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 Site, an interactive digital exhibition “kid-alogue,” follows

Mint Museum launches new microsite devoted to Surrealist artist Charles Seliger

July 15, 2013

Site, an interactive digital exhibition “kid-alogue,” follows recent launch of North Carolina pottery microsite

Following the success of its recently launched microsite devoted to North Carolina pottery, The Mint Museum has launched a new site devoted to the Surrealist artist Charles Seliger, at Seliger.mintmuseum.org. The site serves as an interactive digital exhibition catalogue, following the museum’s highly-regarded 2012 exhibition devoted to the artist, which traveled internationally. Because it is especially useful for reaching younger audiences, the Mint has named the site a “kid-alogue” and hopes to make it a model for similar future projects.

The Mint received international attention for its groundbreaking exhibition “Seeing the World Within:  Charles Seliger in the 1940s,” which was on view at the Mint from February through May 2012. It was one of three simultaneous exhibitions making up Surrealism and Beyond, which was the largest and most significant examination of Surrealism ever presented in the Southeast. After its presentation at the Mint, the Seliger show traveled to museums in Venice, Italy and Utica, New York. The show, which was the first to examine the vibrant, intricate canvases created by Seliger during the first decade of his career, was seen by more than 150,000 visitors. The exhibition was accompanied by a beautifully-designed printed catalogue containing new insights on Seliger’s work, colorful reproductions of the paintings in the show, and striking details of these canvases.

“This microsite will continue to engage local, national, and international audiences long beyond the conclusion of our exhibition,” said Jonathan Stuhlman, the Mint’s Curator of American Art and organizer of the Surrealism shows. “We are proud to once again offer our global community a new way to learn about and engage with the work of an important artist.”

The site’s features include a broad, illustrated overview of Seliger’s artistic development and the context in which it took place, accompanied by high resolution, zoomable images; a digital gallery of Seliger’s work from the 1940s; rare video clips of interviews with the artist; and a series of thought-provoking questions and suggested activities linked to Seliger and his work. Designed in conjunction with the Eastco Group of Orchard Park, New York and with key input from the museum’s department of Learning and Engagement, this project is calculated to appeal to a broad audience, ranging from middle- and high school students to art lovers to educators.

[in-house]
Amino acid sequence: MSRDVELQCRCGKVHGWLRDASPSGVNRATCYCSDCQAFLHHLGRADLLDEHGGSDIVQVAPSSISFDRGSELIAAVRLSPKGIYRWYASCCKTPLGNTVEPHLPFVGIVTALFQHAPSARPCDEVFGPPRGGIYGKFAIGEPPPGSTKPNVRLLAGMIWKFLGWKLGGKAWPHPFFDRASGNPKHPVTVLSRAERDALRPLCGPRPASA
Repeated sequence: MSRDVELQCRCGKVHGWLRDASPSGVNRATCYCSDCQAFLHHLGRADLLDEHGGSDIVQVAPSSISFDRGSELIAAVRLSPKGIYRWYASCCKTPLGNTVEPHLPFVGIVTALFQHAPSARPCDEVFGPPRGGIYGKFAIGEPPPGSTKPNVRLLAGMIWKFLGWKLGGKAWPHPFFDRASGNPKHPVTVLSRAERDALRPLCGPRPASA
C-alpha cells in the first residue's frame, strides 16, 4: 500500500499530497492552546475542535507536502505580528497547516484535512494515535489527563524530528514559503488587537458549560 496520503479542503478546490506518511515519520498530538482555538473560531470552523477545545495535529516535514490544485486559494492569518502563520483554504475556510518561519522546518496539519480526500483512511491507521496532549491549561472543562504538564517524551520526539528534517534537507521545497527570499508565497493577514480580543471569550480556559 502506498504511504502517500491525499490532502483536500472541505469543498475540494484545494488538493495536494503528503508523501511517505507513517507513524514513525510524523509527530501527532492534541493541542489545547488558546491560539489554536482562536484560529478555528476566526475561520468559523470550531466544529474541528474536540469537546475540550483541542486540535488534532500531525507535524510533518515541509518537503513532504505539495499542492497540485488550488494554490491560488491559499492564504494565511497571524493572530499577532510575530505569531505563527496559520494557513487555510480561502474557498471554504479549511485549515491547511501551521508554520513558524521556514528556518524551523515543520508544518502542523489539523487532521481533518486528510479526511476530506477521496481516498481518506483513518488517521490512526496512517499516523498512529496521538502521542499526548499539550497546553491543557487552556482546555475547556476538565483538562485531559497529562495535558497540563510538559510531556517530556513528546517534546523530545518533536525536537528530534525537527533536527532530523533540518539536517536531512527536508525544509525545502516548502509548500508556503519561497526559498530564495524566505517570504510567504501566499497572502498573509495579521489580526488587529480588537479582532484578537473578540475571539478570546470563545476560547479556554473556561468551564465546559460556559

Major funding was provided by the Terra Foundation for American Art; The Dedalus Foundation; and The Mint Museum Auxiliary. Additional support for this project was generously provided by Charlie Murray and Welborn and Patty Alexander. The museum is also grateful to Lenore Seliger, Michael Rosenfeld, and halley k harrisburg for their assistance and commitment to the artist.

In November 2012, the Mint launched its first microsite, devoted to its North Carolina pottery collection, the most comprehensive in the country, at NCpottery.mintmuseum.org. Funded by a generous Technology Integration Project grant from the Knight Foundation, that site also contains interactive components that invite visitors to learn more about the creation of art and its relevance to our state’s history and culture. Visitors can search the Mint’s collection by potter, region, or type of object, as well as find full-text versions of Mint exhibition catalogues devoted to North Carolina pottery and curriculum connections that should be of particular interest to educators. Both microsites are available as links from the Mint’s award-winning main site, mintmuseum.org, under “Resources.”

“These microsite projects advance the Mint’s ongoing goal of finding new, innovative ways to make its art accessible to the widest possible audience,” said Dr. Kathleen V. Jameson, President & CEO of the Mint. “We hope our visitors, both in person and online, will leave feeling inspired and transformed by their interactions.”

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